Vanity thought #494. Replying to massacre questions

I’ve heard someone asked a question during Bhagavatam class – what should we tell people who can’t understand why God has allowed the murder of twenty elementary school children without sounding heartless? Not only the speaker proffered an answer but several members of the audience also chipped in.

This is not as encouraging as it sounds, it means that truly satisfactory answer is still elusive. I don’t think I can offer one either but there are many other things to consider before we should even attempt answering.

Let’s say someone approached us and asked: “How can you believe in God who allowed this to happen?” I don’t think we should even try to answer this person. How we believe in God is our business, we can’t share this secret if we suspect even a shred of animosity.

“How can I/people believe in God after this massacre? Please help me understand” is a more acceptable version. It shows that the person at least considers the possibility of God’s existence. Still, what we should see is that he has a completely wrong concept of God, material world and living entities within it. When this concept fails him he wants us to repair it instead of learning how the world actually works. I don’t think we can help here. The concept is broken, it’s unfixable, it was wrong from the start, just ditch it. If they are not prepared it would be a waste of time trying to answer.

Another aspect is that questions like this don’t sprung out on their own – people feel agitation in their minds and they want a spiritual equivalent of Xanax. They don’t care how God does what He does, they just want the pain to go away. Well, it’s a legitimate reason to seek spiritual answers but it’s not a spiritual one, we should not lose sight of that.

This is where we come to the question of compassion – we are supposed to show compassion in our answer, if we don’t show compassion than our answer is considered a failure. This is not fair – first we have define what compassion is. Soothing their mental agony is not compassion, it’s pouring oil into the fire of their material existence. Compassion is informing them about the existence of Krishna and about our eternal relationship with Him. If we do it right the agony would go away without any extraneous efforts. If we fail we’d be declared cruel and heartless and banned for life, so we should be very very careful here.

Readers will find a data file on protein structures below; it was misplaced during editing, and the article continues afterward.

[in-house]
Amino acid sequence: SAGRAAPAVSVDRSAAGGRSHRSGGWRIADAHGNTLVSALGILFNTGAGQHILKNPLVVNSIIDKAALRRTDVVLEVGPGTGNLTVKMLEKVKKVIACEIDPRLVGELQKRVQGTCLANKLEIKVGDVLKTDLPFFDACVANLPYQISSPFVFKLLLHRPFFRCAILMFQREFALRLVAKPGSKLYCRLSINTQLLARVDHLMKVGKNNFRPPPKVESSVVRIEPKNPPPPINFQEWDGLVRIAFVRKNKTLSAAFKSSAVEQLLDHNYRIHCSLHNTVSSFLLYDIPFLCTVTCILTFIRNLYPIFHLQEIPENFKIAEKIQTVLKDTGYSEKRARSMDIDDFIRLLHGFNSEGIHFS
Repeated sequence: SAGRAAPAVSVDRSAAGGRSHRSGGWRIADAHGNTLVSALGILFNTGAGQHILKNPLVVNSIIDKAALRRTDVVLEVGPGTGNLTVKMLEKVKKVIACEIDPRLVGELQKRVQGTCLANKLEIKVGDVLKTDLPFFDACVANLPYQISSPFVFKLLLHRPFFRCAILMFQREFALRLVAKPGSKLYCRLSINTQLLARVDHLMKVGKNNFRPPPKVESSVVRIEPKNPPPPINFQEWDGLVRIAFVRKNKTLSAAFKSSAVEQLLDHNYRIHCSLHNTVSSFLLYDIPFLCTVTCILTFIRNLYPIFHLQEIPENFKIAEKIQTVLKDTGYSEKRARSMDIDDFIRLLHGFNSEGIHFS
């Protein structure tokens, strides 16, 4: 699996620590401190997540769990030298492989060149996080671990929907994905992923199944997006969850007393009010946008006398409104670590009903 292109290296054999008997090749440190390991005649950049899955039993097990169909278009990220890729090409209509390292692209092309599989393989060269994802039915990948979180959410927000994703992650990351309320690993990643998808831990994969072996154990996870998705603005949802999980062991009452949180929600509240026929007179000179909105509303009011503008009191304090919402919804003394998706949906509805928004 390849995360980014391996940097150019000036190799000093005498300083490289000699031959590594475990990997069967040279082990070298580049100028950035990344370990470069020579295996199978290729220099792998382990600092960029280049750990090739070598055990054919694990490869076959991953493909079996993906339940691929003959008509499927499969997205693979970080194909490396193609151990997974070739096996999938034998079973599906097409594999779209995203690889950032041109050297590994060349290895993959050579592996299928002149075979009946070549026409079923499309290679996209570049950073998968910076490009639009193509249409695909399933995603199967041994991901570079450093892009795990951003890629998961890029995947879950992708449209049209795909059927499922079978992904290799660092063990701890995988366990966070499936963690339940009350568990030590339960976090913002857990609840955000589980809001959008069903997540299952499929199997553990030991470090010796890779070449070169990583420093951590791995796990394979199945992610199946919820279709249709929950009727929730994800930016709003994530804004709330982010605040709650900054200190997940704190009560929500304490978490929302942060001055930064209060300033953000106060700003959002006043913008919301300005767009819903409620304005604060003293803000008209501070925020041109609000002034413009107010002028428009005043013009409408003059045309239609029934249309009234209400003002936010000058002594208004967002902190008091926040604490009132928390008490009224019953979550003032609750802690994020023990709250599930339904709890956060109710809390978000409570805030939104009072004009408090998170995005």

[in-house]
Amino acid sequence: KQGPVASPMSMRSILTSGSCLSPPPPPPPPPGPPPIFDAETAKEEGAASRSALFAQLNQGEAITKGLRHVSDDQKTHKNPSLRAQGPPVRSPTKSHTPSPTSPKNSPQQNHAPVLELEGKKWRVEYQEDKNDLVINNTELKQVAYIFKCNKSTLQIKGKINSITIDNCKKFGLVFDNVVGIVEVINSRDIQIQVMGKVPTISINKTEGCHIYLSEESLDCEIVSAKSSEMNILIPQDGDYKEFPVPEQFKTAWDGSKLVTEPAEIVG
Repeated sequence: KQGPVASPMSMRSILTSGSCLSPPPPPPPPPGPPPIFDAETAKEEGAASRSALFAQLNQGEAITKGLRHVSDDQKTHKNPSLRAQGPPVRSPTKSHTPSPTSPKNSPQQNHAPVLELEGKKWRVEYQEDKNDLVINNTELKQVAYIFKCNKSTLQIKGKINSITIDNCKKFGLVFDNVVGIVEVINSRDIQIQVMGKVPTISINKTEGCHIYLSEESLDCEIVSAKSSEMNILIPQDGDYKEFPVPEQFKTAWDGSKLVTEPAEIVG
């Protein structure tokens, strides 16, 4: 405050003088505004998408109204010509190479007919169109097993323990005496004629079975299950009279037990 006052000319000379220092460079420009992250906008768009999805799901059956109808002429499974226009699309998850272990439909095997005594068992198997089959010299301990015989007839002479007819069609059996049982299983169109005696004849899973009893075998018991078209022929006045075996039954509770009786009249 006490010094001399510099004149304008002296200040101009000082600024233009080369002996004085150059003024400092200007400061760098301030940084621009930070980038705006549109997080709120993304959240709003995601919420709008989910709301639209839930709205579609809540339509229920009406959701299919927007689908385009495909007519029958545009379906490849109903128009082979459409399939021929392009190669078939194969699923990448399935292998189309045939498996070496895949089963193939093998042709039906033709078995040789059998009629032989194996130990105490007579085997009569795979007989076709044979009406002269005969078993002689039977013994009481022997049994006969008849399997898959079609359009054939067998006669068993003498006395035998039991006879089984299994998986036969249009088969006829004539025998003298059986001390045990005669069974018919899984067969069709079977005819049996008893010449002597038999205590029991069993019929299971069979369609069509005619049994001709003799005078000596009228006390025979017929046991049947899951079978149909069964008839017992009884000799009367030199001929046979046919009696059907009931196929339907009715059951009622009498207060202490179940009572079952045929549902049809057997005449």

This is where we might consider the time, circumstances, our own abilities and whether we have the support of Lord Chaitanya or not. Sankirtana and preaching is the absolute, overarching principle but in the material world everything has a time and place.

If we approach a sleeping person and shout “Krishna!!!” in his ear we might do him some real long term spiritual benefit but short term we might get punched in the nose and never be allowed to talk in his presence again.

On the absolute level talking about Krishna to a person in coma is as beneficial as talking to a person sitting in a Bhagavatam class. The only difference is that a Bhagavatam listener actively engages his senses in processing the information, engages in service, but the person in coma cannot.